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Wake Up Australia, even Singapore is going cruising!

October 12, 2020 Headline News No Comments Email Email

Sadly, Australia appears to be lagging behind in the cruising restart stakes, with 33 ships cruising around the world already, but only two small luxury cruise vessels cruising in in Australia, while in Singapore, Singapore residents will be able to “cruise to nowhere” from November, under a pilot scheme with enhanced safety protocols and mandatory COVID-19 testing for both crew and passengers.

Genting Cruise Lines’ World Dream [pictured] kicks off on November 6 and while Royal Caribbean International’s Quantum of the Seas [pictured] follows in December, according to a media release by Singapore Tourism Board, [STB] which also said the two vessels, whose home ports are in Singapore, are part of a pilot scheme that will allow round-trips with no ports of call at a maximum capacity of 50 per cent only to Singapore residents.

STB added, “The Government will monitor the outcomes of the pilot sailings carefully in the coming months before deciding on the next steps for cruises,” with Dream Cruises, which is owned by Genting Cruise Lines, saying that it has, “completely re-examined and enhanced all of its health, hygiene and operating protocols” in accordance with the local authorities’ strict guidelines including stringent health screening processes.

Dream Cruises president Michael Goh said, “We are delighted to be the first cruise ship to restart operations here in Singapore and to give a much needed boost to the local tourism industry,” adding, “We are able to provide Singapore residents with more vacation options beyond land-based resorts and we hope to bring back the joy of cruising with safety being paramount”, with the World Dream offering “Super Seacation” cruise packages for two or three nights.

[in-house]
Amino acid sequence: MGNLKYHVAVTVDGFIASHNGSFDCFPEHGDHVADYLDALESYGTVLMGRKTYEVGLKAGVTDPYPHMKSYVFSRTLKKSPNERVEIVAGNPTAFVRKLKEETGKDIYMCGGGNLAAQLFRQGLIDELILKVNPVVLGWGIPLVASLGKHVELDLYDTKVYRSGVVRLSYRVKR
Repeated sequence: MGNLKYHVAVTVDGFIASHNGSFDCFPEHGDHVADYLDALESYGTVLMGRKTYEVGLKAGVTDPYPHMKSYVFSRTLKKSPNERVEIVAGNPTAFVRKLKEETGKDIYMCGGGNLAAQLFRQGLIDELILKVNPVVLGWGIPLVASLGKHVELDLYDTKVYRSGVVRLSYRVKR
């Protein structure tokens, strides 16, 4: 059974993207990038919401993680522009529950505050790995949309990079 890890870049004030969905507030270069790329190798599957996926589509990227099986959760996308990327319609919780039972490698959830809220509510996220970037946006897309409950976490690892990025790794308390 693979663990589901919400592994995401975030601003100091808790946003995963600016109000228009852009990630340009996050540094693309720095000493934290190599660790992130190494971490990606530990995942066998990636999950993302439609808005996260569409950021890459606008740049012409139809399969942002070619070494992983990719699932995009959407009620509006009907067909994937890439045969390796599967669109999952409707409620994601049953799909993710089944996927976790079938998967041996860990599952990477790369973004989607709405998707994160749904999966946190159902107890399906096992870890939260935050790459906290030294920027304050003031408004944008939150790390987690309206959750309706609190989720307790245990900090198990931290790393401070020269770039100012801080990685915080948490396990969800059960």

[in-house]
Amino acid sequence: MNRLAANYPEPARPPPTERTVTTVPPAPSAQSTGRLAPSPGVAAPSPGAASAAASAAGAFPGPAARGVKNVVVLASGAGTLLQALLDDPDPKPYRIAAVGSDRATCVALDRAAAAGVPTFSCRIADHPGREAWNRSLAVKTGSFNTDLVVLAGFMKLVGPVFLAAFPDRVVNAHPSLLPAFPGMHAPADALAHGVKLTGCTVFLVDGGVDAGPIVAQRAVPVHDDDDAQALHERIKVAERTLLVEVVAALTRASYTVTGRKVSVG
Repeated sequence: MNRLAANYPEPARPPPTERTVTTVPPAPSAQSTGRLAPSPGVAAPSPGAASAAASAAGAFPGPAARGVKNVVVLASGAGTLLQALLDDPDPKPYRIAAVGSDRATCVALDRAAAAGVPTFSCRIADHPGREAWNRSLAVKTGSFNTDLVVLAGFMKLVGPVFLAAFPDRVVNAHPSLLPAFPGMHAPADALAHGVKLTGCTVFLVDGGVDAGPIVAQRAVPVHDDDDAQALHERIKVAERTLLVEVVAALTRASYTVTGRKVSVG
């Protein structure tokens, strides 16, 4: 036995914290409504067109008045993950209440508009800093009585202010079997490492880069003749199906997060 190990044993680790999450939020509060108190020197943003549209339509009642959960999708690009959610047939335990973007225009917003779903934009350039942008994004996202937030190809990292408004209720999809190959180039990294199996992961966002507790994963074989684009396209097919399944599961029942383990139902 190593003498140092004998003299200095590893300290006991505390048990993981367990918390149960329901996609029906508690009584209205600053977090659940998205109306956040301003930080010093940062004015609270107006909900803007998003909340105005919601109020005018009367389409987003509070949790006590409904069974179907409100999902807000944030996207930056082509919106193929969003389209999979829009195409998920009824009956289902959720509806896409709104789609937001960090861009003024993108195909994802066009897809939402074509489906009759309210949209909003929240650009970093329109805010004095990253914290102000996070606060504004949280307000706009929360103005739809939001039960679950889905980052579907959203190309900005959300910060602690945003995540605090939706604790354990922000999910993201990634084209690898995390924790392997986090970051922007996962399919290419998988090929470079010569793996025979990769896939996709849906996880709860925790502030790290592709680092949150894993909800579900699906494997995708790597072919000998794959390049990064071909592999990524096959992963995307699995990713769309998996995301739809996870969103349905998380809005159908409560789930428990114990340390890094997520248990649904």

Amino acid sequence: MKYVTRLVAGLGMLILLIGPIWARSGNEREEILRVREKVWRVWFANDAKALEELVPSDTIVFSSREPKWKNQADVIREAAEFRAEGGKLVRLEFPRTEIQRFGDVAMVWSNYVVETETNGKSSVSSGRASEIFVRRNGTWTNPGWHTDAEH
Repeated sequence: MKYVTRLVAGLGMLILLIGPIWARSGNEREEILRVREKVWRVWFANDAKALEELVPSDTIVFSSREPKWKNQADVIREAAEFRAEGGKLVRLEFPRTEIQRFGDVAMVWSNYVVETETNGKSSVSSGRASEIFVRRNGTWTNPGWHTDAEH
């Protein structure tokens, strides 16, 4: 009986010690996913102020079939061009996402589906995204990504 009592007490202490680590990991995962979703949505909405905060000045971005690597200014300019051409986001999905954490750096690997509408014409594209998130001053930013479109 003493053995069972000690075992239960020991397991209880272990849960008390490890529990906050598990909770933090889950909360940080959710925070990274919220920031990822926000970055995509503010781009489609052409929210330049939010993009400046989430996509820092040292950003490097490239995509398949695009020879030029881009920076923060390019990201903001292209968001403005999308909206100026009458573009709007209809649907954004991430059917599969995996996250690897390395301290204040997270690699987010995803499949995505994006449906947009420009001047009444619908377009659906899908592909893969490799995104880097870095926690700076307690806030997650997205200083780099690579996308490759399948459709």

STB chief executive Keith Tan said that public health and safety was the authority’s utmost priority, even as it reopened various sectors of the economy, adding, “We are glad to work with Genting Cruise Lines on the cruise pilot with a focus on the necessary safe management measures to ensure the safety of passengers and crew”.

Royal Caribbean added to the cruising kick off in Singapore saying that Quantum of the Seas will start offering three- and four-night cruises from December 1, with the vessel featuring an upgraded heating, ventilation and air conditioning (HVAC) system, which will continuously supply “100% fresh, filtered air” from outside the ship to replace used air onboard the vessel, with Royal Caribbean saying that the air on Quantum of the Seas is “never re-circulated between spaces”.

According to CAN, STB director Annie Chang says a compliance audit will be conducted by appointed certification body DNV GL prior to sailing to ensure that STB’s CruiseSafe standards are met, with Royal Caribbean International’s managing director Angie Stephen adding, “While the cruise experience will be different than it was pre-pandemic, we are committed to providing the signature Royal Caribbean holiday that guests know and love, while keeping the health and safety of everyone onboard as our top priority.”

Royal Caribbean is also providing “COVID-19 protections” to passengers, including 100% credit towards a future cruise should a guest or any member of their travel party test positive for COVID-19 during the three weeks prior to their booked cruise, with full refunds being provided if a guest, or any member of their travel party, tests positive during the cruise, adding, “Royal Caribbean will cover COVID-19 related costs up to S$25,000 per person in the travel party for onboard medical costs, any required quarantine and travel home”